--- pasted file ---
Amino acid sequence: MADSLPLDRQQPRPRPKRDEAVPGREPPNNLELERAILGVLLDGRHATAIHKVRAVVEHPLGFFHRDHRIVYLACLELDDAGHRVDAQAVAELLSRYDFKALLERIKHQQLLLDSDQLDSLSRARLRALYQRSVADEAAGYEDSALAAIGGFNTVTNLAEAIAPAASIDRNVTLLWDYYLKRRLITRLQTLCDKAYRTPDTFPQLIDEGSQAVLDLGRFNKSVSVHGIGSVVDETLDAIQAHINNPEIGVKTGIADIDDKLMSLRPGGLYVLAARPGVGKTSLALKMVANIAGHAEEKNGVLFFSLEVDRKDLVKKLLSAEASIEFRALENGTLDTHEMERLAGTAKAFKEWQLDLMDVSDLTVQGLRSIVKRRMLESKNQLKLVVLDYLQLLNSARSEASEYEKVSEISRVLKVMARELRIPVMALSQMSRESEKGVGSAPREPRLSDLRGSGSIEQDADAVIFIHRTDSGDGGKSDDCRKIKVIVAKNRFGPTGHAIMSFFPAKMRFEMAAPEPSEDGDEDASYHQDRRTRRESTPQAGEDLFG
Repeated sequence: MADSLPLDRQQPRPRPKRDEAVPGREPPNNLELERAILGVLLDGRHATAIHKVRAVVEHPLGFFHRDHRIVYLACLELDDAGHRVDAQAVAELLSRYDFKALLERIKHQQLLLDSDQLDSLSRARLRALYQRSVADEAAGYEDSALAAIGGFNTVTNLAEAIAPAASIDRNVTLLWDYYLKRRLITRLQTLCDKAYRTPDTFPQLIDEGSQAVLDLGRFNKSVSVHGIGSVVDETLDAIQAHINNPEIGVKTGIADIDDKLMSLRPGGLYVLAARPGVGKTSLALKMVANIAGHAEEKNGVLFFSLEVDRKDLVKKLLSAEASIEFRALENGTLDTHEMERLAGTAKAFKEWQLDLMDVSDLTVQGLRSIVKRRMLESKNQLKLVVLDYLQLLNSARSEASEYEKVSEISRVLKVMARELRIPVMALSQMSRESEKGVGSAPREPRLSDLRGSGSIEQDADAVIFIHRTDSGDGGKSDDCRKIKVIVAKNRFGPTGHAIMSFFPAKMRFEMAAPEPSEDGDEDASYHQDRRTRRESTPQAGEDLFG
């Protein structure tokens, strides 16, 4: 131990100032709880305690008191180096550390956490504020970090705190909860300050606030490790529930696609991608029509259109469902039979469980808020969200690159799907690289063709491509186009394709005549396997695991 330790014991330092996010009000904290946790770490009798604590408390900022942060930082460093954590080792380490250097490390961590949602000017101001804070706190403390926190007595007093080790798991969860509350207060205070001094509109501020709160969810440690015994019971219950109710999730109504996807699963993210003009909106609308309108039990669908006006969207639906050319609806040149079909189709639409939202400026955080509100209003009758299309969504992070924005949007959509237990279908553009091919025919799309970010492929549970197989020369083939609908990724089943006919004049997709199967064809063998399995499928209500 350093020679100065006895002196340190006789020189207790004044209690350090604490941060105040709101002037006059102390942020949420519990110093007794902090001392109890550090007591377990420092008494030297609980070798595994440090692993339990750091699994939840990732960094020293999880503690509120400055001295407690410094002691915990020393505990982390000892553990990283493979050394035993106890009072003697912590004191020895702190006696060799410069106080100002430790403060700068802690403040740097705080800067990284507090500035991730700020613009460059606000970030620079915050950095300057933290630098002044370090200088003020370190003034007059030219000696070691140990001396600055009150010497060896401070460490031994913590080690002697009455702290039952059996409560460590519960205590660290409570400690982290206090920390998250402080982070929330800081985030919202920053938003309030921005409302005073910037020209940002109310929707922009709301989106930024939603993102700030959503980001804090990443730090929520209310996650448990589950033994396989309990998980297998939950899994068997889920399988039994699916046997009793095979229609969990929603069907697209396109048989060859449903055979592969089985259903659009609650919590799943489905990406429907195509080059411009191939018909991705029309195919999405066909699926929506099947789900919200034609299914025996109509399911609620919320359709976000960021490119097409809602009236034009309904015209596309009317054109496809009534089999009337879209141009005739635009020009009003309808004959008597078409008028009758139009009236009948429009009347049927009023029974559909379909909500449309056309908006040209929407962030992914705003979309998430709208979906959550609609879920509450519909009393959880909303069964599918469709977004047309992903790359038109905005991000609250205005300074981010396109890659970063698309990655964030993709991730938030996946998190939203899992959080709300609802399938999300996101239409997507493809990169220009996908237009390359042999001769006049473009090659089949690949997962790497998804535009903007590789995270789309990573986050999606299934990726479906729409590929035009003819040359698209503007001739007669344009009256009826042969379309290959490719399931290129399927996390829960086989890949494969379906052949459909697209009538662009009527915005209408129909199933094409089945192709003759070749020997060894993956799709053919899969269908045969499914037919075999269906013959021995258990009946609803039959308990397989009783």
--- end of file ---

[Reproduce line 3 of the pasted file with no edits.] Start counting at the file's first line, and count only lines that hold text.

């Protein structure tokens, strides 16, 4: 131990100032709880305690008191180096550390956490504020970090705190909860300050606030490790529930696609991608029509259109469902039979469980808020969200690159799907690289063709491509186009394709005549396997695991 330790014991330092996010009000904290946790770490009798604590408390900022942060930082460093954590080792380490250097490390961590949602000017101001804070706190403390926190007595007093080790798991969860509350207060205070001094509109501020709160969810440690015994019971219950109710999730109504996807699963993210003009909106609308309108039990669908006006969207639906050319609806040149079909189709639409939202400026955080509100209003009758299309969504992070924005949007959509237990279908553009091919025919799309970010492929549970197989020369083939609908990724089943006919004049997709199967064809063998399995499928209500 350093020679100065006895002196340190006789020189207790004044209690350090604490941060105040709101002037006059102390942020949420519990110093007794902090001392109890550090007591377990420092008494030297609980070798595994440090692993339990750091699994939840990732960094020293999880503690509120400055001295407690410094002691915990020393505990982390000892553990990283493979050394035993106890009072003697912590004191020895702190006696060799410069106080100002430790403060700068802690403040740097705080800067990284507090500035991730700020613009460059606000970030620079915050950095300057933290630098002044370090200088003020370190003034007059030219000696070691140990001396600055009150010497060896401070460490031994913590080690002697009455702290039952059996409560460590519960205590660290409570400690982290206090920390998250402080982070929330800081985030919202920053938003309030921005409302005073910037020209940002109310929707922009709301989106930024939603993102700030959503980001804090990443730090929520209310996650448990589950033994396989309990998980297998939950899994068997889920399988039994699916046997009793095979229609969990929603069907697209396109048989060859449903055979592969089985259903659009609650919590799943489905990406429907195509080059411009191939018909991705029309195919999405066909699926929506099947789900919200034609299914025996109509399911609620919320359709976000960021490119097409809602009236034009309904015209596309009317054109496809009534089999009337879209141009005739635009020009009003309808004959008597078409008028009758139009009236009948429009009347049927009023029974559909379909909500449309056309908006040209929407962030992914705003979309998430709208979906959550609609879920509450519909009393959880909303069964599918469709977004047309992903790359038109905005991000609250205005300074981010396109890659970063698309990655964030993709991730938030996946998190939203899992959080709300609802399938999300996101239409997507493809990169220009996908237009390359042999001769006049473009090659089949690949997962790497998804535009903007590789995270789309990573986050999606299934990726479906729409590929035009003819040359698209503007001739007669344009009256009826042969379309290959490719399931290129399927996390829960086989890949494969379906052949459909697209009538662009009527915005209408129909199933094409089945192709003759070749020997060894993956799709053919899969269908045969499914037919075999269906013959021995258990009946609803039959308990397989009783």